The undercliff is that mass of rock jumbled at the base of a standing cliff, or it can be a subsidiary cliff formed by fallen material and then trimmed to a vertical profile by waves or other action: a slump of mud, or the collapse of eroded gullies on a cliff face. The action of waves against a sea cliff, or a soft lower stratum being eroded by wind or water faster than what lies above, can also lead to collapse. The undercliff is often an area of jumbled, tilted, slumped, and highly unstable material that protects the remaining cliff from further erosion.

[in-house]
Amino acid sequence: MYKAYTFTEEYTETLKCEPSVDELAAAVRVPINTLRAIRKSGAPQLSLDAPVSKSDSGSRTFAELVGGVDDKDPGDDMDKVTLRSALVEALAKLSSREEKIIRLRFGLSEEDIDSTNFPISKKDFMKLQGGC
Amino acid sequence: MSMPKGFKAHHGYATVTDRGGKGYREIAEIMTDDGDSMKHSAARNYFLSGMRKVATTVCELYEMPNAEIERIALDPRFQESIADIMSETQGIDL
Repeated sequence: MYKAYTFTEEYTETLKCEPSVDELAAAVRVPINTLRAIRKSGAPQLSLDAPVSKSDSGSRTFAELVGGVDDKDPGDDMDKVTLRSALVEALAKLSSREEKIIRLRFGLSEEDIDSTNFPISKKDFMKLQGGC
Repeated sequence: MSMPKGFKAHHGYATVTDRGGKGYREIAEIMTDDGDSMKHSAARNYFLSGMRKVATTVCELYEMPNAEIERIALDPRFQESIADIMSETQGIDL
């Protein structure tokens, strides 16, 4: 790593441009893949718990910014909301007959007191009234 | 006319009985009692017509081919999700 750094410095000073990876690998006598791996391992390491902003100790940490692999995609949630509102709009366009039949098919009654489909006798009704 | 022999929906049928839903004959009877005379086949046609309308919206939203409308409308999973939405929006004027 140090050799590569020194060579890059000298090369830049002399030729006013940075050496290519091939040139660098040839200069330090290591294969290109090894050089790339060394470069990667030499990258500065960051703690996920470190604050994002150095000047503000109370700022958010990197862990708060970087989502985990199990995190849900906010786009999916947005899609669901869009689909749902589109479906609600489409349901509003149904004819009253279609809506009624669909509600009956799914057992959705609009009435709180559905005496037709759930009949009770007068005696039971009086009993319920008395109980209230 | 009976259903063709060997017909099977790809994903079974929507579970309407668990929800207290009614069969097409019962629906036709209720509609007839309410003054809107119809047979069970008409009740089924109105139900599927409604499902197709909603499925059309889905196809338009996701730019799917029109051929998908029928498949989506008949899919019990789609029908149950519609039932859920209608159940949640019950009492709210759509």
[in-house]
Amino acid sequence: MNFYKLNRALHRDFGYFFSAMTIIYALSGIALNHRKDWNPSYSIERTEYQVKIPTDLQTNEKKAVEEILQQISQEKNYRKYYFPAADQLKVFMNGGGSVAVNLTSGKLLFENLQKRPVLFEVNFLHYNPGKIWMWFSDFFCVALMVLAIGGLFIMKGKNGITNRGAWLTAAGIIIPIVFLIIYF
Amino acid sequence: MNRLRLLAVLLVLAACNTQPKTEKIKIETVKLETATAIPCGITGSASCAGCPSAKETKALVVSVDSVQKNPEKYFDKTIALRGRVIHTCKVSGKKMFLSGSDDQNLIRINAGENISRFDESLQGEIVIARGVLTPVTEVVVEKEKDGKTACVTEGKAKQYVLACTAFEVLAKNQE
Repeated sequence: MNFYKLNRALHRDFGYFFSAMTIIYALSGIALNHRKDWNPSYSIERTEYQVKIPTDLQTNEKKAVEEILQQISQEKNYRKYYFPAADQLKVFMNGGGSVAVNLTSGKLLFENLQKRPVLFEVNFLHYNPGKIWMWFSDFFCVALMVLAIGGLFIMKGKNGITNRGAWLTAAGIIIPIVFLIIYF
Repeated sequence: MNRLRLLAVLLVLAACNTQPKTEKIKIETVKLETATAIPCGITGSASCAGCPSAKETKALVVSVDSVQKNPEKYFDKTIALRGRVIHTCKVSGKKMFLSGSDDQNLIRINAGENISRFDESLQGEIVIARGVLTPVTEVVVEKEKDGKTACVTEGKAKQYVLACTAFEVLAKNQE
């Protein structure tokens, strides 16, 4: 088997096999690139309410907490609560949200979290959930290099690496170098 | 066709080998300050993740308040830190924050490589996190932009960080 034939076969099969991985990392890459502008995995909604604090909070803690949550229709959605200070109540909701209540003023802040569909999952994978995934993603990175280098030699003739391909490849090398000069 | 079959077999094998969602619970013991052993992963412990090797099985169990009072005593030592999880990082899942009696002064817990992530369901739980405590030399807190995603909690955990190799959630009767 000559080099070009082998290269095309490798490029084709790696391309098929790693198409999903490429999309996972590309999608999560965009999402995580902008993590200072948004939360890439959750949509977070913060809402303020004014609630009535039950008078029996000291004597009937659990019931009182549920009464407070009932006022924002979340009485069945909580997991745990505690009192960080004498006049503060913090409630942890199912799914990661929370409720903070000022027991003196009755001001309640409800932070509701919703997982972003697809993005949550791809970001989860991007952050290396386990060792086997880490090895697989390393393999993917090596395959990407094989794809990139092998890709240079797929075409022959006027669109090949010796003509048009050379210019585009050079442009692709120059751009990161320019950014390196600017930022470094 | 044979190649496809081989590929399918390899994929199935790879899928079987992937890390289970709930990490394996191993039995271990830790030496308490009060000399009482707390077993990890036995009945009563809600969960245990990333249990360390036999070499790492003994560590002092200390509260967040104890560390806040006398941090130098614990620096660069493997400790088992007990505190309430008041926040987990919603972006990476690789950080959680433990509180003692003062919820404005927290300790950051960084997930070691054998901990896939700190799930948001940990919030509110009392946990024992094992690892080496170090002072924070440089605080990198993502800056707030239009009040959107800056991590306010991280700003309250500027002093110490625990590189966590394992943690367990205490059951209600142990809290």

Kim Stafford